We’ve long relied on Bollywood for desi rom-coms, those that are more relatable than Hollywood’s classics. But, with the exception of a few truly moving romance films like The Lunchbox and Masaan (sorry, I’m already out of examples, that’s how rare these are), all we’ve been offered are problematic premises and toxic lovers.
After decades of trying to nail the cis-het romance, mainstream Hindi cinema recently sought to explore same-sex narratives. And it wasn’t until this year’s release of Badhaai Do that we got a near-perfect LGBTQ+ rom-com.
However, while you wait for our mainstream cinema to deliver another worthy romantic drama, you can binge-watch the underappreciated but phenomenal film Cobalt Blue. Apart from the plot, which deftly conveys desire, heartbreak, loss, and healing, the Sachin Kundalkar directorial has many other factors that make it worthwhile.
And, no, I’m not referring to Prateik Babbar. *wink wink*
Cobalt Blue is based on Kundalkar’s debut novel, which was first published in Marathi in 2006. From the first shot, it is clear that this film was created by a writer, as practically everything has a poetic expression.
What else is apparent in the movie’s frames, which are set in a coastal town, is that it strikingly resembles Luca Guadagnino’s multi-Oscar-winning film Call Me By Your Name.
This story begins with a teenager (Neelay Mehendale) who, like Elio, hardly glances up from his books and is enamoured with a new guest (Prateik Babbar) in their house. Despite the films’ parallels, Tanay and Babbar’s nameless character are nothing like Elio and Oliver. They are, however, far more than just two men in love.
On the surface, the film does look like a tale of two siblings, Tanay and Anuja (Anjali Sivaraman), who fall for their new paying guest, who eventually abandons them both.
While the former speaks with Pablo Neruda’s spirit in the koi pond and doodles in notebooks, the latter is a tomboyish field hockey player pining to break free from the shackles of a patriarchal culture that has held her back. Same yet different.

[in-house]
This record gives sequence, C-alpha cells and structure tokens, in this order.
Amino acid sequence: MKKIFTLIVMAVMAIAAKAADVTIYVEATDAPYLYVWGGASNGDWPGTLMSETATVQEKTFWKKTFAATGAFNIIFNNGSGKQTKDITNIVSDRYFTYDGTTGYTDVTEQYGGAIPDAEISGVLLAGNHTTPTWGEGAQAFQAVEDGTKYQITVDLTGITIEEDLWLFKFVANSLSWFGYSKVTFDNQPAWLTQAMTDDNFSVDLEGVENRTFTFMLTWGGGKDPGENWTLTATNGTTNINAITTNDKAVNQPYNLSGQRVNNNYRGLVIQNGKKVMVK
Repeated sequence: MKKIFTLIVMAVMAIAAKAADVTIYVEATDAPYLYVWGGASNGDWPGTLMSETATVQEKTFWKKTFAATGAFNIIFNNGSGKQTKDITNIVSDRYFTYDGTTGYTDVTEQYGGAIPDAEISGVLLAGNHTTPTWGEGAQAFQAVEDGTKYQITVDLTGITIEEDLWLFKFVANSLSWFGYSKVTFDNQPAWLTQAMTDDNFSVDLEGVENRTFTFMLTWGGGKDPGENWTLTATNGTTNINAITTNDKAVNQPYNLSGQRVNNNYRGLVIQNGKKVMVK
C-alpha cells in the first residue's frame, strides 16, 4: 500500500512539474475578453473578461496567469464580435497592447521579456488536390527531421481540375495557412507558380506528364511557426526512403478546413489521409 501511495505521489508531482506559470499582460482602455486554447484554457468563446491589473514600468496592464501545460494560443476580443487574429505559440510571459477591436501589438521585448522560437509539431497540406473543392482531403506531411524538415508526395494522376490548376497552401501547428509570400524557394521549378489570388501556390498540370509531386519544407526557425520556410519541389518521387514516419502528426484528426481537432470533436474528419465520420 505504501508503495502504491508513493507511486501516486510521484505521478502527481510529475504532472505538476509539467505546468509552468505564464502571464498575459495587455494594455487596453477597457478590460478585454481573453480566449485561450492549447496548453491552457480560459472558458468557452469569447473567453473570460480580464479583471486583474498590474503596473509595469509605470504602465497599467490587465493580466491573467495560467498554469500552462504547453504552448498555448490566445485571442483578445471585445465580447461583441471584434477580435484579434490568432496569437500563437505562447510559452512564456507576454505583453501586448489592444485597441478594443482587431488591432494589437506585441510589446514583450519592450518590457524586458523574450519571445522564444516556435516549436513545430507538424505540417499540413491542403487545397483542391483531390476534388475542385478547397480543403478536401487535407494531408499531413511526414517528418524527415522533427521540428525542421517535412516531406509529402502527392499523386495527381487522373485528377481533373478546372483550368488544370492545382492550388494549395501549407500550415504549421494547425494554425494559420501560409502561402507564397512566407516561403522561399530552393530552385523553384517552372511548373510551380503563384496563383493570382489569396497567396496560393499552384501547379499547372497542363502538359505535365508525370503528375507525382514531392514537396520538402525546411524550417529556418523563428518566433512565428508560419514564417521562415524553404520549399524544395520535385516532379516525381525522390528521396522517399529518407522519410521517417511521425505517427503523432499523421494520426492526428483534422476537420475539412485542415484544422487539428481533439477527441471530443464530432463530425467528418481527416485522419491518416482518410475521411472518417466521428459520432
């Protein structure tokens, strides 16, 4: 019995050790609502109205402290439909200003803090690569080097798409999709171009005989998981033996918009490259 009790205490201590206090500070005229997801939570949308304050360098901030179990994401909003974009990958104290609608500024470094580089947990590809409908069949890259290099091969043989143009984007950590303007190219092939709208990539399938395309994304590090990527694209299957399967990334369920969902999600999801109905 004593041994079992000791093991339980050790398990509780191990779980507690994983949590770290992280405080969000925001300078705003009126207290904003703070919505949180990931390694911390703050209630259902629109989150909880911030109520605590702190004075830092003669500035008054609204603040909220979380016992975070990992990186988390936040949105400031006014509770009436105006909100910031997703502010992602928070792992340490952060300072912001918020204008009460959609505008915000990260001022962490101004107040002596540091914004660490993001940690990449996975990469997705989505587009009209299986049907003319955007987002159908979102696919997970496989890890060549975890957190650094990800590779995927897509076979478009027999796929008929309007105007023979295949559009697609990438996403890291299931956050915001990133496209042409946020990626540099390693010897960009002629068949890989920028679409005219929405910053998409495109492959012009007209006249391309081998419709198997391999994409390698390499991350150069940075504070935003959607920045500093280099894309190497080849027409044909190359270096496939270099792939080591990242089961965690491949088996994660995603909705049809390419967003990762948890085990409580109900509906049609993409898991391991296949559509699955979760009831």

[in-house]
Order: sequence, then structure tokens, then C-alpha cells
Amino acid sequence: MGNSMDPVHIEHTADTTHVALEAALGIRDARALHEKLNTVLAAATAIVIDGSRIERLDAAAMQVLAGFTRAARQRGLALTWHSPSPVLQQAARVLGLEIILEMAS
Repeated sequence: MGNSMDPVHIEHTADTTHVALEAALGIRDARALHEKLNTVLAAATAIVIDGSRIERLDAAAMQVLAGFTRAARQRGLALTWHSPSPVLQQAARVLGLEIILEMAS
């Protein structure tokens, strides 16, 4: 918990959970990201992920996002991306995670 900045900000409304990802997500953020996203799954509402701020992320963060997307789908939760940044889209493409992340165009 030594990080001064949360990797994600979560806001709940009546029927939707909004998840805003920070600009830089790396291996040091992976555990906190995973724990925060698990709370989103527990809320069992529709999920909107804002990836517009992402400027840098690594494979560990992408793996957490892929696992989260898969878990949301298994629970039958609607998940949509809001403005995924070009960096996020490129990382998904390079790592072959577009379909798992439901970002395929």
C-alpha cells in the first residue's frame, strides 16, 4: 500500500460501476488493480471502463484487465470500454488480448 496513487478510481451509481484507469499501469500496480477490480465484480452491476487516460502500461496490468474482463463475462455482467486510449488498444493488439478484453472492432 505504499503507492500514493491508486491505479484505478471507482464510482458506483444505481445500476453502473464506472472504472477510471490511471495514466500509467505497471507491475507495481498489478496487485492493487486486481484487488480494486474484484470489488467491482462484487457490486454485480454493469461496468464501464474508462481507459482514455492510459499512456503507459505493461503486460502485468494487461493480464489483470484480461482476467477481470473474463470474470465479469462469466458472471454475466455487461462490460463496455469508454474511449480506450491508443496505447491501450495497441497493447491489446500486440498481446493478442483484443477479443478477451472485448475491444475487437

Following a death in the family, what begins with the siblings trying to claim their own room ends with their concealed tussle for the adoration of a stranger. The one who, ironically, takes up residence in the same room while also capturing their teen hearts.
The film, which delves into the politics of gender, sexual identity, and family dynamics, treats the two leads and their sexual expression differently.
Throughout the film, Tanay’s gaze is charged with sexual desire, which is vibrantly captured by Vincenzo Condorelli’s camera. On the contrary, Anuja merely converses with the paying guest, with whom she eventually elopes. The novel’s inadequacy of her perspective is mirrored in the film adaptation.
However, Anuja, who was unable to make her romance quite public, is permitted a visible expression of her emotional turmoil, whereas Tanay is left with just silent grief.
And along with that, the sight of his adolescent love’s last embers, burning like a funeral pyre of memories.
Cobalt Blue, like the colour streak that remains on Tanay’s neck, leaves the viewer with several lingering questions about its protagonists. Despite its slow pace and rather less seamless script, the film depicts love and loss in primary colours. Furthermore, it gives its protagonist more than just desire; they find freedom.
In Bollywood’s world of loud gestures, remixed songs, and tired cliches, Cobalt Blue strikingly catches your attention-if only you know where to look.